Did the Americans win the War for Independence? Or did the British simply lose the war?
The history of the American War for Independence is complicated. And history books tell many different versions of the event, which is why we need an expert to guide us through the intricacies of whether we should look at the war as an American victory, a British defeat, or in some other light.
Andrew O’Shaughnessy, author of The Men Who Lost America: British Leadership, the American Revolution, and the Fate of the Empire, joins us to explore British viewpoints of the American War for Independence.
About the Show
Ben Franklin’s World is a podcast about early American history.
It is a show for people who love history and for those who want to know more about the historical people and events that have impacted and shaped our present-day world.
Each episode features a conversation with a historian who helps us shed light on important people and events in early American history.
In this episode, Andrew O’Shaughnessy, the Saunders Director of the Robert H. Smith International Center for Jefferson Studies at Monticello and author of The Men Who Lost America: British Leadership, the American Revolution, and the Fate of an Empire, helps us explore the American War for Independence from British points of view.
During our exploration, Andrew reveals how the British government operated during the mid-to-late 18th century; Officers in the British government and the roles they played in the American crisis; And the various roles played in the War for Independence by commanding officers in the royal army and navy.
What You’ll Discover
- How we came to understand American victory in the War for Independence as inevitable
- How we came to view British leadership during the war as incompetent
- How the British government operated during the mid-to-late 18th century
- How Andrew chose the 10 men he featured in his book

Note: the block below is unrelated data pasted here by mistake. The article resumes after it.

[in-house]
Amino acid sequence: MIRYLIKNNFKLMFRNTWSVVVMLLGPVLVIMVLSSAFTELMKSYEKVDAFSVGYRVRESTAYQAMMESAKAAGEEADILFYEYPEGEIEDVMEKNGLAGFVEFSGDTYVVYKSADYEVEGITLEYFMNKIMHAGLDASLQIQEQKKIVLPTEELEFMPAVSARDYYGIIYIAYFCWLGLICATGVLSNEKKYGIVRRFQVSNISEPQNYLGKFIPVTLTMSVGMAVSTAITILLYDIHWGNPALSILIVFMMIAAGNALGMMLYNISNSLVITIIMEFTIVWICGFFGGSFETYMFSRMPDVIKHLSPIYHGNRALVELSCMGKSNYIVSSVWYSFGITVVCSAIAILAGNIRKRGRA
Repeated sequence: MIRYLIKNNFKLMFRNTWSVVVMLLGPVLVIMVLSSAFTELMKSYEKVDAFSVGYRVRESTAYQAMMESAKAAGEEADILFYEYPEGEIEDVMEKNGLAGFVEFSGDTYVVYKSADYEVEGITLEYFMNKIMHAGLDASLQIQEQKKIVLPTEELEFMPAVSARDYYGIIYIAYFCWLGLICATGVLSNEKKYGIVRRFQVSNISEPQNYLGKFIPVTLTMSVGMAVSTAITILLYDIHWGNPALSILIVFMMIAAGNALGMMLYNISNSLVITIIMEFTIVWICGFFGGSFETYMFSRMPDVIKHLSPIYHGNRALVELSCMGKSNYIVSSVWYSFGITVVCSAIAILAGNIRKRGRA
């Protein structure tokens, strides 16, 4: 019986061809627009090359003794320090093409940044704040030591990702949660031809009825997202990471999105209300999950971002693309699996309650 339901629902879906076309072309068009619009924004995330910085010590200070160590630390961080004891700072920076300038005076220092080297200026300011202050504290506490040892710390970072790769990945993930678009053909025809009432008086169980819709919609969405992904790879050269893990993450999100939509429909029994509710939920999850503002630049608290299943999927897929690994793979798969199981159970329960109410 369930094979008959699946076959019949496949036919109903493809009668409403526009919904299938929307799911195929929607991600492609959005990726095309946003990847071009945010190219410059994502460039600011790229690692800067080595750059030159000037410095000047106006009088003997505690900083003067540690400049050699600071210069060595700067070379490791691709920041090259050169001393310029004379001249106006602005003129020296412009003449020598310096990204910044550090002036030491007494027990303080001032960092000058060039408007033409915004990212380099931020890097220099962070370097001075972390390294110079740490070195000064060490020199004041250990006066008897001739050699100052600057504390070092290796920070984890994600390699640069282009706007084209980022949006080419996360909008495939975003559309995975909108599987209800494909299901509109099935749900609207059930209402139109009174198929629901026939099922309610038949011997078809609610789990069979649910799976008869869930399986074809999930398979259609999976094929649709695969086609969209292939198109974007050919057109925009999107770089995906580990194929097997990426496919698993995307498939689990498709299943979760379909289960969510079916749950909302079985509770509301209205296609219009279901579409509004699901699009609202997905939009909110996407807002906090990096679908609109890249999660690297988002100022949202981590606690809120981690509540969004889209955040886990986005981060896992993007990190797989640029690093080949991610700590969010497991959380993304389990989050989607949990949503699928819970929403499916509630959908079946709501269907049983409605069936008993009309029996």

- King George III and his role in the American War for Independence
- King George III’s papers and the Georgian Papers Programme
- Frederick, Lord North and his views concerning the American colonies
- Lord George Germain, Secretary of State for America
- The Howe Brothers: Sir William and Lord Richard Howe
- Army-Navy Coordination and British wartime strategy
- The British defeat at the Battle of Saratoga
- Loyalist support for the British cause
- Henry Clinton
Links to People, Places, and Publications
- Andrew O’Shaughnessy
- Andrew’s University of Virginia webpage
- The Men Who Lost America: British Leadership, the American Revolution, and the Fate of the Empire
- An Empire Divided: The American Revolution and the British Caribbean
- Richard Hofstatder,The American Political Tradition: And the Men Who Made it
- Barbara Tuchman,The March of Folly: From Troy to Vietnam
- Georgian Papers Programme
- Draft of a message of abdication from George III to the Parliament
- Cornell University Press
- Critical Edition of Cadwallader Colden’s The History of Five Indian Nations
- Episode 109: John Dixon, The Enlightenment of Cadwallader Colden
- Episode 026: Robert Middlekauff, George Washington’s Revolution
- Episode 046: John Ferling, Whirlwind: The American Revolution & the War That Won It
- Episode 112: Mary Beth Norton, The Tea Crisis of 1773
- Episode 119: Steve Pincus, The Heart of the Declaration
- Bonus: Stamp Act
In your opinion, what might have happened if the British government had raised and staffed an army of occupation instead of a conquering army at the start in 1775? How would the American War for Independence have been different?
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